Do you know that the Chinese New Year is celebrated for 23 days?

That certainly beats the one miserly day we get off on 1st January which is generally spent in bed catching up on sleep and recovering from the alcohol-induced hangover from the night before.

Our cousins north of the border do it right because they get the 2nd January off as a public holiday as well, so perhaps we should all move to Edinburgh!

Anyway, as Chinese food is one of our specialities here in the SK kitchen, we were not going to pass up the opportunity to make it our theme for the month, even if any mention of China at the moment immediately gets you thinking of a certain virus with a name associated with certain Mexican beer served with a slice of lime (you wouldn’t to be working in their PR department at the moment!)

We decided against dedicating a recipe to the animal sign of the Chinese zodiac which is being celebrated in 2020, given it’s the year of the rat. Aside from the fact people aren’t exactly clamouring for rat-based recipes, it’s even less appropriate when these rodents are traditionally associated with disease and well, you get our drift. Bottle of Corona anyone?

What we wanted to look at in his blog (yes get on with Chef Sean), is a certain type of Chinese food which has become increasingly popular in recent years, namely the Bao.

These are bread-like dumplings filled with meat, vegetables or sweet desserts and usually steamed.

In the UK, they originally became popular via street food venders but have now become mainstream and served in restaurants and sold in supermarkets across the UK.

Not surprisingly, London is where it’s at when it comes to the Bao though. Bao, a small chain of four restaurants in the nation’s capital which undoubtedly will soon branch our further, has become a cult destination and in January introduced 15 new flavours, including Jerk Chicken Bao, Philly Cheesesteak Bao, Banana Fritter Bao and even a Crisp Sandwich Bao!

Even Hellman’s got in on the act recently when they launched their new vegan mayo by including it in bao buns served from a pop-up food truck in London.

So, if you haven’t tried a Bao yet, see them out and thank us after.

For this week’s recipe, we’ve made a Chinese style bao bun and sticking to the far east for the filling.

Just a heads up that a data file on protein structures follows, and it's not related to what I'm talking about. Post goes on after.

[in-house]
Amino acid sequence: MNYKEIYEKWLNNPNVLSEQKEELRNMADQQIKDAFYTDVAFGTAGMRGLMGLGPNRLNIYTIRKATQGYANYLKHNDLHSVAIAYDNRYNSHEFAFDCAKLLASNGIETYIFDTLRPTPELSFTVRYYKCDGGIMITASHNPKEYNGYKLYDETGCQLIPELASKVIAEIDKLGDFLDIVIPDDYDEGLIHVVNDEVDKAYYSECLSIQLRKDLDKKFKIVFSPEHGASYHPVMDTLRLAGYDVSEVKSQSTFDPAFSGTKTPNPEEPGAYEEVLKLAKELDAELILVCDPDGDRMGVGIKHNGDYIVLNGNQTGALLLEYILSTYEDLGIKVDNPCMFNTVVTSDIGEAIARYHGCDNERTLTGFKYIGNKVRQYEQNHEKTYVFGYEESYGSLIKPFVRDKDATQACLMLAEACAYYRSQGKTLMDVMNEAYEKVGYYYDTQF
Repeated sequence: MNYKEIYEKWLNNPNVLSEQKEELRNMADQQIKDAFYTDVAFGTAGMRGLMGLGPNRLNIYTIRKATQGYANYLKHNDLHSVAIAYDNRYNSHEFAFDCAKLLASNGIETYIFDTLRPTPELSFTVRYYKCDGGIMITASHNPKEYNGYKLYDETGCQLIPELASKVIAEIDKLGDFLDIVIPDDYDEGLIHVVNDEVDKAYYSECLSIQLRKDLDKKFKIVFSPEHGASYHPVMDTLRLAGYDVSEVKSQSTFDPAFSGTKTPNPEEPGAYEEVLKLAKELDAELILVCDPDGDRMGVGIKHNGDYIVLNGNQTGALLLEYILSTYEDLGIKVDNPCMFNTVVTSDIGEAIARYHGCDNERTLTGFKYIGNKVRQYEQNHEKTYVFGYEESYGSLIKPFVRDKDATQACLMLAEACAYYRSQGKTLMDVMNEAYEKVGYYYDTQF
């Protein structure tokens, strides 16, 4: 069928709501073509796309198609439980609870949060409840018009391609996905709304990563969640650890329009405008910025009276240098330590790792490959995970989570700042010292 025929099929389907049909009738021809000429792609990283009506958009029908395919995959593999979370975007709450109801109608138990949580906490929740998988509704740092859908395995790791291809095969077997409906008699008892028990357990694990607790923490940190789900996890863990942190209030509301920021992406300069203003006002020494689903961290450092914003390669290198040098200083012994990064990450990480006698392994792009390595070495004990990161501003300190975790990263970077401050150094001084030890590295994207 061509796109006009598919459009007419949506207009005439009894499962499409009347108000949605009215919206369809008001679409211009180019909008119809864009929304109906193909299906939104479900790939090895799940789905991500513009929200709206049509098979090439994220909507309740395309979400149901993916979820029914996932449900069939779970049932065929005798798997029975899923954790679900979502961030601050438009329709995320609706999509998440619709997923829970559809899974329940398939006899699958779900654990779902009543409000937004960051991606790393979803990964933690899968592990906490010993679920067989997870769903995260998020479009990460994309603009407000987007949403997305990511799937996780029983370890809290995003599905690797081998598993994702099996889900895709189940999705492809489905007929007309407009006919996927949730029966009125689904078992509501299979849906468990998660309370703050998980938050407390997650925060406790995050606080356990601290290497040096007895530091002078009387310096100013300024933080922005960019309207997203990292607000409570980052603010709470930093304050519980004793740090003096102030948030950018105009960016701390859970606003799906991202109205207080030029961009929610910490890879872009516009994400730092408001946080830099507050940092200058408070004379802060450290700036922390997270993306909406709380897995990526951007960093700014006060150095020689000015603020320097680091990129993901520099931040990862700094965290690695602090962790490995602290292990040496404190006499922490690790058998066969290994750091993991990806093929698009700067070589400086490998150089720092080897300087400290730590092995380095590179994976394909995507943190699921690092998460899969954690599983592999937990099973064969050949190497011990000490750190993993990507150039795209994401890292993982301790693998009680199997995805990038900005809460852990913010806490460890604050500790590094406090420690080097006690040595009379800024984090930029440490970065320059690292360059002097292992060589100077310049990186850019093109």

Korean Chicken Bao Buns

Ingredients (for the buns):

  • 450g plain flour
  • 2 tbsp caster sugar
  • ½ tsp salt
  • 2 tsp instant dried yeast
  • 3 tbsp whole milk
  • 210m warm water
  • 3 tbsp unsalted butter
  • 1 tbsp olive oil

For the chicken and marinade:

  • 4 chicken breasts sliced into cubes
  • 240ml buttermilk
  • 1/2 tsp salt
  • 1/4 tsp white pepper
  • 1/4 tsp garlic salt

For the coating:

  • 180g plain flour
  • 1 tsp salt
  • 1 tsp ground black pepper
  • 1/2 tsp garlic salt
  • ½ tsp celery salt
  • 1 tsp dried thyme
  • 1 tsp paprika
  • 1 tsp baking powder
  • 1 tsp chilli flakes
  • vegetable oil for deep frying at least 1 litre/four cups

For the sauce

  • 2 tbsp gochujang paste
  • 2 tbsp honey
  • 4 tbsp brown sugar
  • 4 tbsp soy sauce
  • 2 cloves garlic peeled and minced
  • 2 tsp minced ginger
  • 1 tbsp vegetable oil
  • 1 tbsp sesame oil


Start with the buns by placing the flour, sugar, salt and yeast in a bowl and mix together.

Add the milk, warm water and butter to a jug and stir together until the butter melts. Stir liquid into the flour mixture at first with a spoon, and then with your hands. Turn out onto a floured surface and knead for 5-10 minutes, or use a mixer.

Place the dough in an oiled bowl. Cover with clingfilm and leave to prove until doubled in size for at least 2 hours.

Whilst the dough is proving place the chicken in a bowl and dd the buttermilk, salt, pepper and garlic salt. Mix together, cover and place in the fridge to marinade for an hour.

Put the dough on a floured service and knead again, Split into small balls. Place a piece of baking parchment on your work surface and roll each ball into an oval on top of the parchment, using a rolling pin – approx. 6cm x 9cm.

Brush the ovals with the olive oil and fold each oval over, using a chopstick in the middle to fold over to leave a little space in the fold (so the oil is on the inside of the fold). Remove the chopstick and place each bun onto a small piece of baking parchment.

Place the buns on the trays and cover with clingfilm (but don’t let the film come into contact with the dough) and leave to prove for a further hour, until puffed up.

Preheat the oven to a low heat (to keep cooked chicken warm). Heat a large pan of vegetable oil (or until hot. Mix together the crispy coating ingredients in a small bowl. Take the chicken out of the fridge. Lift a piece from the buttermilk and allow the excess to drip off. Mix the chicken in the crispy coating mixture – ensuring it’s fully covered. Place on a tray and repeat until all of the chicken is coated.

Once the oil is hot enough, add in the chicken pieces in small batches. Cook for 3-5 minutes until golden brown and cooked in the middle.

Meanwhile, put a large steamer pan on to boil. Working in batches, place the buns in the steamer and steam for 10 minutes.

While the chicken and bao buns are cooking, make the sauce. Place the gochujang, honey, sugar, soy sauce, garlic, ginger, vegetable oil and sesame oil in a saucepan and stir together.

Bring to the boil, then simmer for 5 minutes until thickened.

Place all of the cooked chicken in a bowl and pour the sauce over the chicken. Toss together to coat.

Carefully open the steamed bao buns and stuff with the Korean chicken. Top with sliced red onion, cucumber and fresh coriander (all optional).

About Sean Flint
Development & Innovation Chef of SK Foods.
Your food. Our Passion.